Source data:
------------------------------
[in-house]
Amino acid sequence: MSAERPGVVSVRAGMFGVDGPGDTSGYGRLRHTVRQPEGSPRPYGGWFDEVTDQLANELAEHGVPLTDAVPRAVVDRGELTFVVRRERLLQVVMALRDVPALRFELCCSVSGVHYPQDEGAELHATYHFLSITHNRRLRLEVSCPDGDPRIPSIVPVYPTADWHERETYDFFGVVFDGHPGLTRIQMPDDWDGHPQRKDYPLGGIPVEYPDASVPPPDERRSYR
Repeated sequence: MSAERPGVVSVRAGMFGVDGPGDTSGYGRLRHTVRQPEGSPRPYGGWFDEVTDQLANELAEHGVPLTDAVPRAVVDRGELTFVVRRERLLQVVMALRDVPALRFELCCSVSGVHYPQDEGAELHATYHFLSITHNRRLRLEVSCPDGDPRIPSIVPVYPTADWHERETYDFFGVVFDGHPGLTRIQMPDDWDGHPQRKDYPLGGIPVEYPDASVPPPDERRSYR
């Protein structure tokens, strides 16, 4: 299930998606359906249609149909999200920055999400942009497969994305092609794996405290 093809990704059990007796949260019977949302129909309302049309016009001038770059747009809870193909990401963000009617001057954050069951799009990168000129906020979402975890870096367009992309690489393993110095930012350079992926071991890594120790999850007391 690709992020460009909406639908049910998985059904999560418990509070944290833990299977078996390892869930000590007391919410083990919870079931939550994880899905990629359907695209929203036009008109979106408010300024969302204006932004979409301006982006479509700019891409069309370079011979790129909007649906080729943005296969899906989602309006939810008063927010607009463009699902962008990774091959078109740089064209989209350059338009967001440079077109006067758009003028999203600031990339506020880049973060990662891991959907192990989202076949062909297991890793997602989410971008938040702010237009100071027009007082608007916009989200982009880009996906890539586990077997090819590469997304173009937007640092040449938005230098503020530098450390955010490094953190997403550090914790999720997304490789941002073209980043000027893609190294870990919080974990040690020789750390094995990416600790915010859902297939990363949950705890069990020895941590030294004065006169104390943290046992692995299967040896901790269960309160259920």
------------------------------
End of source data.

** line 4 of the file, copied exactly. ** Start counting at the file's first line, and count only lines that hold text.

């Protein structure tokens, strides 16, 4: 299930998606359906249609149909999200920055999400942009497969994305092609794996405290 093809990704059990007796949260019977949302129909309302049309016009001038770059747009809870193909990401963000009617001057954050069951799009990168000129906020979402975890870096367009992309690489393993110095930012350079992926071991890594120790999850007391 690709992020460009909406639908049910998985059904999560418990509070944290833990299977078996390892869930000590007391919410083990919870079931939550994880899905990629359907695209929203036009008109979106408010300024969302204006932004979409301006982006479509700019891409069309370079011979790129909007649906080729943005296969899906989602309006939810008063927010607009463009699902962008990774091959078109740089064209989209350059338009967001440079077109006067758009003028999203600031990339506020880049973060990662891991959907192990989202076949062909297991890793997602989410971008938040702010237009100071027009007082608007916009989200982009880009996906890539586990077997090819590469997304173009937007640092040449938005230098503020530098450390955010490094953190997403550090914790999720997304490789941002073209980043000027893609190294870990919080974990040690020789750390094995990416600790915010859902297939990363949950705890069990020895941590030294004065006169104390943290046992692995299967040896901790269960309160259920």